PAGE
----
French Metal Rack Apartment in Paris by UdA Architetti
Architects: UdA Architetti
Location: Paris, France
Area: 1.938 ft²/ 180 m²
Photo courtesy: Karel Balas
“The project, designed by Andrea Marcante and Adelaide Testa, involves the restructuring of a 180 m² apartment in Paris for Isis Colombe Combréas, the managing director and editor-in-chief of the magazines MilK and MilK decoration, her husband the photographer Karel Balas, and two children Hiroko and Aliocha.
The apartment is located in a 1930s property in the northern XIV arrondissement bordering on Saint Germain. Before the restructuring project, the apartment contained a number of important pieces from the history of design and was still divided up as it was when the property was first built.
The client’s specifications were clear and precise: the apartment needed re-functionalising, while minimising the number of walling structures, completing the work as quickly as possible (maximum of three months, so that the family would not be inconvenienced too long by moving to a different home) and rethinking the communal areas, such as the kitchen and study, and also the more intimate bedrooms/bathrooms, so that every member of the household could have their own separate premises.
Right from the beginning, the architects and client were in complete agreement that, alongside predominantly functional requirements, a new kind of architectural idiom needed to be introduced capable of superimposing a new vision of space on the existing layout (without physically altering it and while keeping to the budget and schedule), altering the perceptual relations between the different rooms.
Apart from minor alterations to the walls, the project was based on a rack system made of metal sections and perforated sheet metal, which, due to the way the materials are used architecturally, paid tribute to the work of the French designer, Mathiew Matégot, a real forerunner in experimentation aimed it combined together these two materials. According to the design envisaged by Andrea Marcante and Adelaide Testa, the metal tubes set freely in space stand alongside decorative features characteristic of French homes, such as wall stuccos and cornices, setting new visual lines and also new perforated metal structures, designed for seeing but not for being seen, separating transition zones from rest areas (lounge and study area) and capable of being converted into props for new furniture.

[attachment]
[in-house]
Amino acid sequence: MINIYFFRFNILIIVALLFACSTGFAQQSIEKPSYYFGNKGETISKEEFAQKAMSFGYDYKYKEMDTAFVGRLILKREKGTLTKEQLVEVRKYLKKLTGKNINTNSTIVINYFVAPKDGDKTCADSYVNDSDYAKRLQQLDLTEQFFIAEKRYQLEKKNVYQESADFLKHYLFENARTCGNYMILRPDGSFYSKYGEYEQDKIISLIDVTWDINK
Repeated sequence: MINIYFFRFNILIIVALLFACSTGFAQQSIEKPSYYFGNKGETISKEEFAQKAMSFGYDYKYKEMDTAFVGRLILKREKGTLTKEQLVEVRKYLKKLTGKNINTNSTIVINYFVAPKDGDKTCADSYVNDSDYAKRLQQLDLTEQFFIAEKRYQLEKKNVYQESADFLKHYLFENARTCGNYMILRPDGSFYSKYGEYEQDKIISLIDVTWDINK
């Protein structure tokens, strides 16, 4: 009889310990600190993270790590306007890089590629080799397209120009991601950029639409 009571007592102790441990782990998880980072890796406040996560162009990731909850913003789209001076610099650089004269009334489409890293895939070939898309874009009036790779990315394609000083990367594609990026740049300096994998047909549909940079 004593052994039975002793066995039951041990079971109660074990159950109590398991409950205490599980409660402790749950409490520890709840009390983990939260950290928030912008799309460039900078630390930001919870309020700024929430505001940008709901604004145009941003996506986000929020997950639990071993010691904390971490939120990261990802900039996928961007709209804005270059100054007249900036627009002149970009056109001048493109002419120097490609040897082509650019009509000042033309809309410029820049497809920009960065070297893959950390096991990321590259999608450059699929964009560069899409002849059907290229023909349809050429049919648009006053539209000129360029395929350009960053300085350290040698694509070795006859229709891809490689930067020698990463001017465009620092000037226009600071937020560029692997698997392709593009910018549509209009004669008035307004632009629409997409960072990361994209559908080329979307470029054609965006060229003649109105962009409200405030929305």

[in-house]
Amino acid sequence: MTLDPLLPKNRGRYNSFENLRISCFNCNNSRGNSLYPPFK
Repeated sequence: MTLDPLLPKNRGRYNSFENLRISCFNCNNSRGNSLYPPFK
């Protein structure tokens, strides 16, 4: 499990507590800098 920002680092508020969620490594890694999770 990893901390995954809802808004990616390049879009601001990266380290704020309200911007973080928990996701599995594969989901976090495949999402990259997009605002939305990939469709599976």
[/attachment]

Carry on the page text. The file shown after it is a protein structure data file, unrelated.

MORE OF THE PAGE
The new axial coordinates set by the square-sectioned tubes starting in the corridor are rotated in relation to the layout of the plan and, like extendable suspended arms, reach out to the lounge walls as if to underpin them through an exchange of tensions: a vision of modernity that cannot ignore the past and actually wants to “support” it through interaction between subtle and sometimes ambiguous balances, where architecture can become decoration and vice-versa. Hence the master bathroom becomes perforated micro-architecture re-functionalising the bedroom without altering its structure or inflowing natural light; the study area shared with the children is reconfigured into a stage full of forms and materials poised between the kind of irony associated with adults and fun characteristic of children. The new custom-designed kitchen dilates the space and, by means of stereometric patterns across the ceiling, reinstates visual interaction with the condominium garden below.
A stimulating and synergic exchange of ideas and research into the history of French and Italian design carried out with the clients guide the choice of standard furniture and custom-designed furnishing, which were all made in Italy and assembled on site in two weeks to meet the requirements in terms of deadlines, finishing features and budget.
All the different project features (on their own different scales) tend to create premises which are, at the same time, architecture and interior space, capable of reflecting and bringing together the most rational and emotional aspects of the home-dwellers in a very cutting-edge language that highlights rather than conceals the original character of the property.”
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